Jahnavi Misra’s, The Punished, published by Harper Collins, deals with the cruelty meted out by the state that reinforces the tragically conjoined duality of pain and suffering through its systems of penal and capital punishment, say ARITRO BOSE AND JIBRAAN MANSOOR.
UNMASKING the cruelty which lies at the foundation of criminal law, Friedrich Nietzsche traces the “ancient, deep-rooted and now perhaps ineradicable idea” of the equivalence between crime and punishment, a duality modelled on the “contractual relationship between creditor and debtor”.
For every act deemed a crime, a payment has to be extracted. To access such payment, as Jacque Derrida argues, “the creditor is granted a psychic reimbursement… he will be given some pleasure… a pleasure that consists in the voluptuous pleasure of causing the other to suffer, and cruelly.”
The Punishedby Jahnavi Misra, published by Harper Collins, is a register for this very cruelty meted out by the state that reinforces the tragically conjoined duality of pain and suffering through its systems of penal and capital punishment.
However, if this duality indeed determines the very substance of criminal law, we wonder if there can be, as Judith Butler asks, “social relations outside the terms of debt and payment, relations that might be understood as being outside capital”.
The Punished then is a timely intervention, as it helps those of us who wish to understand the resistance from the “economies of vengeance” that any such imagination would face.
The book features nineteen death-row convicts, and through its narration of the abject horrors of the Indian penal system, attends to the vulnerabilities of those, as the foreword puts it, who are more “than single incidents in their lives.”
The Punished demands us to suspend our sense of “moral simplicity” and engage with the lived experiences of those that the state wants us to hate.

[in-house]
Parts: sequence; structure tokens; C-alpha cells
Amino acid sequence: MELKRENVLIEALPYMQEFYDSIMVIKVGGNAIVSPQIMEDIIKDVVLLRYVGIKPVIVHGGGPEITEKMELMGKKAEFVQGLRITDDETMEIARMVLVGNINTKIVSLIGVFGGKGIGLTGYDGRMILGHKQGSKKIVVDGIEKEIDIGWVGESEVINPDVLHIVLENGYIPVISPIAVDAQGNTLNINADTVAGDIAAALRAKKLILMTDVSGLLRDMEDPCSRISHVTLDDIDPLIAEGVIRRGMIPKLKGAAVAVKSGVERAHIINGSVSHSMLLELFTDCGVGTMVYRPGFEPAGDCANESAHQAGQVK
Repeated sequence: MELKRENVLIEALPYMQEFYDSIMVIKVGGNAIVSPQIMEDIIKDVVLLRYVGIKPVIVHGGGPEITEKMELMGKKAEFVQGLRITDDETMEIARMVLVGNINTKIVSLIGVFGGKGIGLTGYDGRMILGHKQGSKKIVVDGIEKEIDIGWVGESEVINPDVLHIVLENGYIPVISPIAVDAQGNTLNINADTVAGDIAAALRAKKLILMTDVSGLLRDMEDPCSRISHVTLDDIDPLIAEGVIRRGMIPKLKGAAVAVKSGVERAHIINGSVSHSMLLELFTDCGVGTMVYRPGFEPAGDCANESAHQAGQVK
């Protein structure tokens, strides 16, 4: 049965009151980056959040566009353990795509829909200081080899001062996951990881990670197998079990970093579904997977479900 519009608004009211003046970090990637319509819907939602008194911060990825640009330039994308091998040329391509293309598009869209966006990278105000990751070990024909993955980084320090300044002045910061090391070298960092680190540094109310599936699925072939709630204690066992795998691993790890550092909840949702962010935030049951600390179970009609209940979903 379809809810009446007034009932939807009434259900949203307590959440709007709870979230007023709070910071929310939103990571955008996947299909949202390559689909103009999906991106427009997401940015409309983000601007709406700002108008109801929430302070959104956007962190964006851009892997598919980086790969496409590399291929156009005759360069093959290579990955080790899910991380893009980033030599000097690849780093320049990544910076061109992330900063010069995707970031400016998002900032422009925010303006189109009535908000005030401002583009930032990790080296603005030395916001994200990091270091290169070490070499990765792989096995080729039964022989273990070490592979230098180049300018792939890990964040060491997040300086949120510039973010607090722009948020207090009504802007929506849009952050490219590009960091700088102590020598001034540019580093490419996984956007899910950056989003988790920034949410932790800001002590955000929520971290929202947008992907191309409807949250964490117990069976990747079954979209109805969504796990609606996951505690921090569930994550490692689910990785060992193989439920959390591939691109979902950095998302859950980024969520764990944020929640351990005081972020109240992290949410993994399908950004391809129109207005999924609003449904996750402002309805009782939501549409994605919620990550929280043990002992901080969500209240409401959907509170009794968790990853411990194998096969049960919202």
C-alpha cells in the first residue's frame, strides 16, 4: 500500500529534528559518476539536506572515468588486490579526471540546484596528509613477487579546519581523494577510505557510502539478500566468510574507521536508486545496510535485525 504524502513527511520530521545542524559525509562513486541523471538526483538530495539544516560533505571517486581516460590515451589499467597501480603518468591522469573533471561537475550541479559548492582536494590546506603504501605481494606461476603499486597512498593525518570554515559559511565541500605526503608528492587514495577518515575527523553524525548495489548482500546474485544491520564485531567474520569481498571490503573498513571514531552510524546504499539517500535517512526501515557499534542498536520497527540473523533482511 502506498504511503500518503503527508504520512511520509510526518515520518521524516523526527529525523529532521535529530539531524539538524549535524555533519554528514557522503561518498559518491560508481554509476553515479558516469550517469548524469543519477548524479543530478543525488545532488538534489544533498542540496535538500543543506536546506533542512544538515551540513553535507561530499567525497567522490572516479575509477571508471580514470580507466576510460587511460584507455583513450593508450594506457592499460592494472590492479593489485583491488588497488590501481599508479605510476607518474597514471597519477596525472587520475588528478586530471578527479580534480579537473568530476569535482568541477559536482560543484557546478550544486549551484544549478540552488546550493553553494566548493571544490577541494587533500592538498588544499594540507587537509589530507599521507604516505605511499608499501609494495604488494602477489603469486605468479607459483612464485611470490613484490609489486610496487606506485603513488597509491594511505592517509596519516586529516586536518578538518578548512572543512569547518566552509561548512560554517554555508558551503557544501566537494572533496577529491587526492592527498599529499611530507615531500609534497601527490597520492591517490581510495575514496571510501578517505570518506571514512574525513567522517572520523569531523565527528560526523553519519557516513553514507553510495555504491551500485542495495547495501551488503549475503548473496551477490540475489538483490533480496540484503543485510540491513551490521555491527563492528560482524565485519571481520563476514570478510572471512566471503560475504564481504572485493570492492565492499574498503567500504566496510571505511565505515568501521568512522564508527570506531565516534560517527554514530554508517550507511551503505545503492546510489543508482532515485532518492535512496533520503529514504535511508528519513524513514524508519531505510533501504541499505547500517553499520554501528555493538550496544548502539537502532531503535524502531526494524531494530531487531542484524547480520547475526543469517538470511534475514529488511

Whether it is Sanjeev Sharma who, even while being custodially tortured, tells the policeman,“You can’t be wrong”, or Rukhsar who must leave her child behind forever, The Punished takes no prisoners in its attempt to delve into the lives of India’s death row convicts. In doing so, The Punished is a timely reminder that simply being opposed to the death penalty is never enough.
As Amit Bindal suggests, “Any opposition to the death penalty must be a metonymy of an overall opposition to any forms of avoidable violence, pain, and suffering that exist in the world.” By recounting the numerous instances of police brutality in its pages, as well as the abject condition of prisons and prisoners, The Punished reminds us of the moral baggage which the abolitionist discourse must register in its accounts while advancing a sincere opposition to the death penalty.
But does the text serve us in imagining what such opposition would look like? We believe that in opening up arrested incidents and destabilising the debt-credit relationship, The Punished inevitably tends to move inward into the relationship.
Perhaps, the best example of this is found in those accounts of the book where the interviewer’s role is more pronounced.
In Rammohan’s Nightmare, the author admits that they “pushed him a lot, perhaps even a little more than I [they] should have.” This is followed by the author trying to bait Rammohan’s brother, Shivmohan, into talking about the crime.
In The Study of a Murderer, we learn that the author asked Mohan Kumar questions where there “was no need for it”, as if the author was “compelled” to do it. This impulse of being compelled is, perhaps, one that anyone would be forgiven for having, because in it lies the conniving state’s biggest, and perhaps the most successful, project – the collapse of justice and cruelty, for those rendered as mere